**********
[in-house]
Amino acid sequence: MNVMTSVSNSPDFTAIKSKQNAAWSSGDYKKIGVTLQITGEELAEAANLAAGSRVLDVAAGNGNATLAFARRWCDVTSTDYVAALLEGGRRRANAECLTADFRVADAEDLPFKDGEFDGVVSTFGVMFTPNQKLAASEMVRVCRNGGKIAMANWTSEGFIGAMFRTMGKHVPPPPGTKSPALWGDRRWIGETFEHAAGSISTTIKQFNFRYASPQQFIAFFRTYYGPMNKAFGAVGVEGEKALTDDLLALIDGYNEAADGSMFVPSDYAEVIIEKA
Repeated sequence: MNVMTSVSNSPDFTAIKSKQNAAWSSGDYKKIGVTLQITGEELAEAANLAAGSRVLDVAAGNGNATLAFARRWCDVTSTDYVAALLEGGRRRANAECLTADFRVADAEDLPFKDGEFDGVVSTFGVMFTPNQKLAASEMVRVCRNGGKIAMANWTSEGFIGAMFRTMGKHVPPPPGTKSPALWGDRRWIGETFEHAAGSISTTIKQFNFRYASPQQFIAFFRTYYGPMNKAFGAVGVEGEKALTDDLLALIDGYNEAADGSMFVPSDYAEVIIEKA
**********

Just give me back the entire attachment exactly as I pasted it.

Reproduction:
[in-house]
Amino acid sequence: MNVMTSVSNSPDFTAIKSKQNAAWSSGDYKKIGVTLQITGEELAEAANLAAGSRVLDVAAGNGNATLAFARRWCDVTSTDYVAALLEGGRRRANAECLTADFRVADAEDLPFKDGEFDGVVSTFGVMFTPNQKLAASEMVRVCRNGGKIAMANWTSEGFIGAMFRTMGKHVPPPPGTKSPALWGDRRWIGETFEHAAGSISTTIKQFNFRYASPQQFIAFFRTYYGPMNKAFGAVGVEGEKALTDDLLALIDGYNEAADGSMFVPSDYAEVIIEKA
Repeated sequence: MNVMTSVSNSPDFTAIKSKQNAAWSSGDYKKIGVTLQITGEELAEAANLAAGSRVLDVAAGNGNATLAFARRWCDVTSTDYVAALLEGGRRRANAECLTADFRVADAEDLPFKDGEFDGVVSTFGVMFTPNQKLAASEMVRVCRNGGKIAMANWTSEGFIGAMFRTMGKHVPPPPGTKSPALWGDRRWIGETFEHAAGSISTTIKQFNFRYASPQQFIAFFRTYYGPMNKAFGAVGVEGEKALTDDLLALIDGYNEAADGSMFVPSDYAEVIIEKA